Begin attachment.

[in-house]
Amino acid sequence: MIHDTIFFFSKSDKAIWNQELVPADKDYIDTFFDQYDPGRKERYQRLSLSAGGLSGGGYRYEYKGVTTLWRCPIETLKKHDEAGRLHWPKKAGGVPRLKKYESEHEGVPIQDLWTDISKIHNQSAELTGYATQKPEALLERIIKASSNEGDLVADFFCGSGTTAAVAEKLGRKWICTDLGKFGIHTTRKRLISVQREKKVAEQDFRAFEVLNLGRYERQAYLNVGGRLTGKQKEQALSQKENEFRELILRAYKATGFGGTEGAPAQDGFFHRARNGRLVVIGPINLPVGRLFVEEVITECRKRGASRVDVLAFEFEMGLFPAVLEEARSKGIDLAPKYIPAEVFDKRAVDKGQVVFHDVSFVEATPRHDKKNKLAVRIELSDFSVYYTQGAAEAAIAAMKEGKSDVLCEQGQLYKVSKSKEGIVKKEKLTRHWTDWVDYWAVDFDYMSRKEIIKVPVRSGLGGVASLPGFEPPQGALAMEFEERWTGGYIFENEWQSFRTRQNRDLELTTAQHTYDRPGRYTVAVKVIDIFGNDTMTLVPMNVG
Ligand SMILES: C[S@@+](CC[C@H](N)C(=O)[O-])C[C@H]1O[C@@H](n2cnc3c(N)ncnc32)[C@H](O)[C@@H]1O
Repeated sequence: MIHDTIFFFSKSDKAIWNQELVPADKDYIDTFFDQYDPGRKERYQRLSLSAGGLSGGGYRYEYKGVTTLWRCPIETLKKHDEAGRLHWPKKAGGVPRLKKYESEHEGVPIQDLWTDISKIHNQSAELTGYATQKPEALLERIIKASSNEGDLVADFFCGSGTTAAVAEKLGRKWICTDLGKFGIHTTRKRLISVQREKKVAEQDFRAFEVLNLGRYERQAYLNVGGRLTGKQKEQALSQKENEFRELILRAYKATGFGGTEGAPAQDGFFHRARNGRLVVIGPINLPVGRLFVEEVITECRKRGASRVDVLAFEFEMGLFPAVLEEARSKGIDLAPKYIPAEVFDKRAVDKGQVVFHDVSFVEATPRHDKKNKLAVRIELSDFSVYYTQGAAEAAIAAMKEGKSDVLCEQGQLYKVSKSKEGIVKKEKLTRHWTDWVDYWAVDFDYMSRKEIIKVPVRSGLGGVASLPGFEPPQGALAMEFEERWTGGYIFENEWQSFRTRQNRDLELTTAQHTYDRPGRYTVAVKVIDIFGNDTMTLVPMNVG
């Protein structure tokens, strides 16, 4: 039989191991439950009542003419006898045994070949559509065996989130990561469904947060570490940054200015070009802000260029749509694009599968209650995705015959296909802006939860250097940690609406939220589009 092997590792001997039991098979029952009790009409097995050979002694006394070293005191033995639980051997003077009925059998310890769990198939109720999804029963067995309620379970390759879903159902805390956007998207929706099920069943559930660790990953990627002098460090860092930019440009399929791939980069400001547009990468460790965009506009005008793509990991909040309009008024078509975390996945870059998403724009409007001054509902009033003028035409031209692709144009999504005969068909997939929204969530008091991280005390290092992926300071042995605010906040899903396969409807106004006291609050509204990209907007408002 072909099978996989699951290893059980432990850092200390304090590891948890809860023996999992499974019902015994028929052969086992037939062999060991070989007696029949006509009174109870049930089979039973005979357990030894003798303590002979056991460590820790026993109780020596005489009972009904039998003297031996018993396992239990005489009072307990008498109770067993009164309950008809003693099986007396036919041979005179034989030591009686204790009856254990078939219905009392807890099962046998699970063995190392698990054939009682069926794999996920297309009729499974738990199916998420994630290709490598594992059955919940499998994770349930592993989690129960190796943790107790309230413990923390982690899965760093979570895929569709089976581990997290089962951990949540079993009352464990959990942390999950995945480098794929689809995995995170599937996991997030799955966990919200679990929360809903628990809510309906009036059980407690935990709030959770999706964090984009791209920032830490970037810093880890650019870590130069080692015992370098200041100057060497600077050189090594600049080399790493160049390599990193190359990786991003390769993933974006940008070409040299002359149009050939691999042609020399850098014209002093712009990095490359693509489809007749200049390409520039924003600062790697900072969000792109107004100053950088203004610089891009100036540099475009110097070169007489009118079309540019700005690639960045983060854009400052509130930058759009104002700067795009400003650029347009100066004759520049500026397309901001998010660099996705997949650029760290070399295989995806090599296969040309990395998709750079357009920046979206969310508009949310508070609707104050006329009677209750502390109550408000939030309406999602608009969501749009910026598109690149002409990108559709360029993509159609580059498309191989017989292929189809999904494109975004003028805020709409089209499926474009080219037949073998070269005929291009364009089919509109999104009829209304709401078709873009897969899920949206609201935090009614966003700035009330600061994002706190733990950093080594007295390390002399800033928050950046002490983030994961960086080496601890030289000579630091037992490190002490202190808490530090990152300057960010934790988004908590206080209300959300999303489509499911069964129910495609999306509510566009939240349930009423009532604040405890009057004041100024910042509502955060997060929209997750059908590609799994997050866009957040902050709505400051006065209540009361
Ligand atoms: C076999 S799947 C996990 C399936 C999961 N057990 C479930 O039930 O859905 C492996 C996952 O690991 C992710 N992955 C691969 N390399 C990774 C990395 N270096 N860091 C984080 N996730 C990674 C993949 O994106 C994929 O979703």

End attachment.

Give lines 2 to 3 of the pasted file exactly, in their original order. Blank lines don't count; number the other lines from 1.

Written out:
Amino acid sequence: MIHDTIFFFSKSDKAIWNQELVPADKDYIDTFFDQYDPGRKERYQRLSLSAGGLSGGGYRYEYKGVTTLWRCPIETLKKHDEAGRLHWPKKAGGVPRLKKYESEHEGVPIQDLWTDISKIHNQSAELTGYATQKPEALLERIIKASSNEGDLVADFFCGSGTTAAVAEKLGRKWICTDLGKFGIHTTRKRLISVQREKKVAEQDFRAFEVLNLGRYERQAYLNVGGRLTGKQKEQALSQKENEFRELILRAYKATGFGGTEGAPAQDGFFHRARNGRLVVIGPINLPVGRLFVEEVITECRKRGASRVDVLAFEFEMGLFPAVLEEARSKGIDLAPKYIPAEVFDKRAVDKGQVVFHDVSFVEATPRHDKKNKLAVRIELSDFSVYYTQGAAEAAIAAMKEGKSDVLCEQGQLYKVSKSKEGIVKKEKLTRHWTDWVDYWAVDFDYMSRKEIIKVPVRSGLGGVASLPGFEPPQGALAMEFEERWTGGYIFENEWQSFRTRQNRDLELTTAQHTYDRPGRYTVAVKVIDIFGNDTMTLVPMNVG
Ligand SMILES: C[S@@+](CC[C@H](N)C(=O)[O-])C[C@H]1O[C@@H](n2cnc3c(N)ncnc32)[C@H](O)[C@@H]1O